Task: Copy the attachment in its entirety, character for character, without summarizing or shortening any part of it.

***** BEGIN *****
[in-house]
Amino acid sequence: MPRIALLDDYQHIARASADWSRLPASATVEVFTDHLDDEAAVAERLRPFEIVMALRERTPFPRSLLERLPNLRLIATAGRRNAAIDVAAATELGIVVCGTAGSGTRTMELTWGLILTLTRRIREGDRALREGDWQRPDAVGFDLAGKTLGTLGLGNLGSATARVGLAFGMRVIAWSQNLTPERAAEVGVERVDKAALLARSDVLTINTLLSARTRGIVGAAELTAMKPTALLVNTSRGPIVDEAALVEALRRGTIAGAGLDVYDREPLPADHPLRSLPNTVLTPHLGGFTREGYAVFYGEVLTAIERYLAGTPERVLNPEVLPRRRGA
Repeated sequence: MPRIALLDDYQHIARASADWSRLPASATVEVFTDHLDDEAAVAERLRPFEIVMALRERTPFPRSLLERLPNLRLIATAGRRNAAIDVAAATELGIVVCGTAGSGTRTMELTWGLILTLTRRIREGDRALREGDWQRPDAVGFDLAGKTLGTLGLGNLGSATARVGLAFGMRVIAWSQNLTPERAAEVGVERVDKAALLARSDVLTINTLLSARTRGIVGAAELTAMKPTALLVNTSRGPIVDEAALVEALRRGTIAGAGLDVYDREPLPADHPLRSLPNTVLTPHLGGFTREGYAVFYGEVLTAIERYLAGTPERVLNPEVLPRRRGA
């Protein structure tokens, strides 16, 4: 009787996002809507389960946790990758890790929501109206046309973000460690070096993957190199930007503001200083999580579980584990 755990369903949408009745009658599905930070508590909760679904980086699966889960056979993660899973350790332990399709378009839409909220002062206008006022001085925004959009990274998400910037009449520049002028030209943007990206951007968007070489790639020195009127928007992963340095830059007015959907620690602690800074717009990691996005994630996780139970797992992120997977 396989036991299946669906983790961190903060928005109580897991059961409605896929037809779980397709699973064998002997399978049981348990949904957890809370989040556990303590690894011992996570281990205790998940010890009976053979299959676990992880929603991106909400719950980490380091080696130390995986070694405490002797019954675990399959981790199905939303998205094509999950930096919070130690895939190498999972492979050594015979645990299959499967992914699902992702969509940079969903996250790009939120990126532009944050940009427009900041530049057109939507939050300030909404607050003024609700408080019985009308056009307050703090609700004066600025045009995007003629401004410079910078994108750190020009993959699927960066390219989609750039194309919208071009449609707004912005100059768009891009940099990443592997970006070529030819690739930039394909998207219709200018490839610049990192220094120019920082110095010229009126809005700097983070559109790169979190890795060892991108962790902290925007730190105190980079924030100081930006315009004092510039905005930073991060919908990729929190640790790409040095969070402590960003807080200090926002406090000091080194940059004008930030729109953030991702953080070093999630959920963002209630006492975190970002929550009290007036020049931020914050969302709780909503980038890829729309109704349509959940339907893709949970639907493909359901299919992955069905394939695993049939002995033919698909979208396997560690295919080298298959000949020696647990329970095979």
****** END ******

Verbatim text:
[in-house]
Amino acid sequence: MPRIALLDDYQHIARASADWSRLPASATVEVFTDHLDDEAAVAERLRPFEIVMALRERTPFPRSLLERLPNLRLIATAGRRNAAIDVAAATELGIVVCGTAGSGTRTMELTWGLILTLTRRIREGDRALREGDWQRPDAVGFDLAGKTLGTLGLGNLGSATARVGLAFGMRVIAWSQNLTPERAAEVGVERVDKAALLARSDVLTINTLLSARTRGIVGAAELTAMKPTALLVNTSRGPIVDEAALVEALRRGTIAGAGLDVYDREPLPADHPLRSLPNTVLTPHLGGFTREGYAVFYGEVLTAIERYLAGTPERVLNPEVLPRRRGA
Repeated sequence: MPRIALLDDYQHIARASADWSRLPASATVEVFTDHLDDEAAVAERLRPFEIVMALRERTPFPRSLLERLPNLRLIATAGRRNAAIDVAAATELGIVVCGTAGSGTRTMELTWGLILTLTRRIREGDRALREGDWQRPDAVGFDLAGKTLGTLGLGNLGSATARVGLAFGMRVIAWSQNLTPERAAEVGVERVDKAALLARSDVLTINTLLSARTRGIVGAAELTAMKPTALLVNTSRGPIVDEAALVEALRRGTIAGAGLDVYDREPLPADHPLRSLPNTVLTPHLGGFTREGYAVFYGEVLTAIERYLAGTPERVLNPEVLPRRRGA
């Protein structure tokens, strides 16, 4: 009787996002809507389960946790990758890790929501109206046309973000460690070096993957190199930007503001200083999580579980584990 755990369903949408009745009658599905930070508590909760679904980086699966889960056979993660899973350790332990399709378009839409909220002062206008006022001085925004959009990274998400910037009449520049002028030209943007990206951007968007070489790639020195009127928007992963340095830059007015959907620690602690800074717009990691996005994630996780139970797992992120997977 396989036991299946669906983790961190903060928005109580897991059961409605896929037809779980397709699973064998002997399978049981348990949904957890809370989040556990303590690894011992996570281990205790998940010890009976053979299959676990992880929603991106909400719950980490380091080696130390995986070694405490002797019954675990399959981790199905939303998205094509999950930096919070130690895939190498999972492979050594015979645990299959499967992914699902992702969509940079969903996250790009939120990126532009944050940009427009900041530049057109939507939050300030909404607050003024609700408080019985009308056009307050703090609700004066600025045009995007003629401004410079910078994108750190020009993959699927960066390219989609750039194309919208071009449609707004912005100059768009891009940099990443592997970006070529030819690739930039394909998207219709200018490839610049990192220094120019920082110095010229009126809005700097983070559109790169979190890795060892991108962790902290925007730190105190980079924030100081930006315009004092510039905005930073991060919908990729929190640790790409040095969070402590960003807080200090926002406090000091080194940059004008930030729109953030991702953080070093999630959920963002209630006492975190970002929550009290007036020049931020914050969302709780909503980038890829729309109704349509959940339907893709949970639907493909359901299919992955069905394939695993049939002995033919698909979208396997560690295919080298298959000949020696647990329970095979």